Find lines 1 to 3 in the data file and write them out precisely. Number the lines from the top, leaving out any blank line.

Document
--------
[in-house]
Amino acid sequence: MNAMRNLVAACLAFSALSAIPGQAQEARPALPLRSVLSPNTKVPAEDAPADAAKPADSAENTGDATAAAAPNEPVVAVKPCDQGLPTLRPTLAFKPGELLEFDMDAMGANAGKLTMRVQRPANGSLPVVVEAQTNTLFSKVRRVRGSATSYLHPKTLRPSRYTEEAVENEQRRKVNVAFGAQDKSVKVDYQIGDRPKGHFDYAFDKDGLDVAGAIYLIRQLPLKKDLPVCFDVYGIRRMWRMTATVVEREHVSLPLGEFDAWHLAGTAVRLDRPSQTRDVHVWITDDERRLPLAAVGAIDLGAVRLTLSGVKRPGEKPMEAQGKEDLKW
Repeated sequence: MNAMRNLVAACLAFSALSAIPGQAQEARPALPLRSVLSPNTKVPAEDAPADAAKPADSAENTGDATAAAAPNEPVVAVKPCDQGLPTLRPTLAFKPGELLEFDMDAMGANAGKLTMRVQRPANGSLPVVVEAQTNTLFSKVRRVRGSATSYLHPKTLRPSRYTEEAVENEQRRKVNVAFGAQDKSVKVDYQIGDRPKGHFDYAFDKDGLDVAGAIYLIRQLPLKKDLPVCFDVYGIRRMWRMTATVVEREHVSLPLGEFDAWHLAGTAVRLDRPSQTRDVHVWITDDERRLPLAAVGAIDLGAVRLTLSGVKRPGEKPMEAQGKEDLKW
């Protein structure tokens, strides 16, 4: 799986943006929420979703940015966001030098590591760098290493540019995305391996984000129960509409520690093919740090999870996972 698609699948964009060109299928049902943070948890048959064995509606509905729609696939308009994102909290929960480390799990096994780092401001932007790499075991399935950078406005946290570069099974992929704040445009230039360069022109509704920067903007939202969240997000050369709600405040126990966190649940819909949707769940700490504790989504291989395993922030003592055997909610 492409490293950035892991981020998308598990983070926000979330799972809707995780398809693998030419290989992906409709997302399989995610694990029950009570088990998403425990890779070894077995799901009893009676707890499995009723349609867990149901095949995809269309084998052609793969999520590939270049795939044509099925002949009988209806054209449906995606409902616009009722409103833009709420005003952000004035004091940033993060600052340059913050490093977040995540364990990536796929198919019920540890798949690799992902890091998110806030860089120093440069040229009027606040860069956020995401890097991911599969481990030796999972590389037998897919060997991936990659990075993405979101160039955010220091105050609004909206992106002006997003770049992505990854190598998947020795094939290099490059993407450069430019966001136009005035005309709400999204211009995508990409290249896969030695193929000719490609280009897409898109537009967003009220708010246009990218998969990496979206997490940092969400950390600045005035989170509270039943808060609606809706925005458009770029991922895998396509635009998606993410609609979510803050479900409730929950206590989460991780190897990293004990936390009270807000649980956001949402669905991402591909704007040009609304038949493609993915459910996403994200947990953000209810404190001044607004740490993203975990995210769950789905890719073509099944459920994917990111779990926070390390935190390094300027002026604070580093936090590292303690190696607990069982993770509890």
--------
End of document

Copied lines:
[in-house]
Amino acid sequence: MNAMRNLVAACLAFSALSAIPGQAQEARPALPLRSVLSPNTKVPAEDAPADAAKPADSAENTGDATAAAAPNEPVVAVKPCDQGLPTLRPTLAFKPGELLEFDMDAMGANAGKLTMRVQRPANGSLPVVVEAQTNTLFSKVRRVRGSATSYLHPKTLRPSRYTEEAVENEQRRKVNVAFGAQDKSVKVDYQIGDRPKGHFDYAFDKDGLDVAGAIYLIRQLPLKKDLPVCFDVYGIRRMWRMTATVVEREHVSLPLGEFDAWHLAGTAVRLDRPSQTRDVHVWITDDERRLPLAAVGAIDLGAVRLTLSGVKRPGEKPMEAQGKEDLKW
Repeated sequence: MNAMRNLVAACLAFSALSAIPGQAQEARPALPLRSVLSPNTKVPAEDAPADAAKPADSAENTGDATAAAAPNEPVVAVKPCDQGLPTLRPTLAFKPGELLEFDMDAMGANAGKLTMRVQRPANGSLPVVVEAQTNTLFSKVRRVRGSATSYLHPKTLRPSRYTEEAVENEQRRKVNVAFGAQDKSVKVDYQIGDRPKGHFDYAFDKDGLDVAGAIYLIRQLPLKKDLPVCFDVYGIRRMWRMTATVVEREHVSLPLGEFDAWHLAGTAVRLDRPSQTRDVHVWITDDERRLPLAAVGAIDLGAVRLTLSGVKRPGEKPMEAQGKEDLKW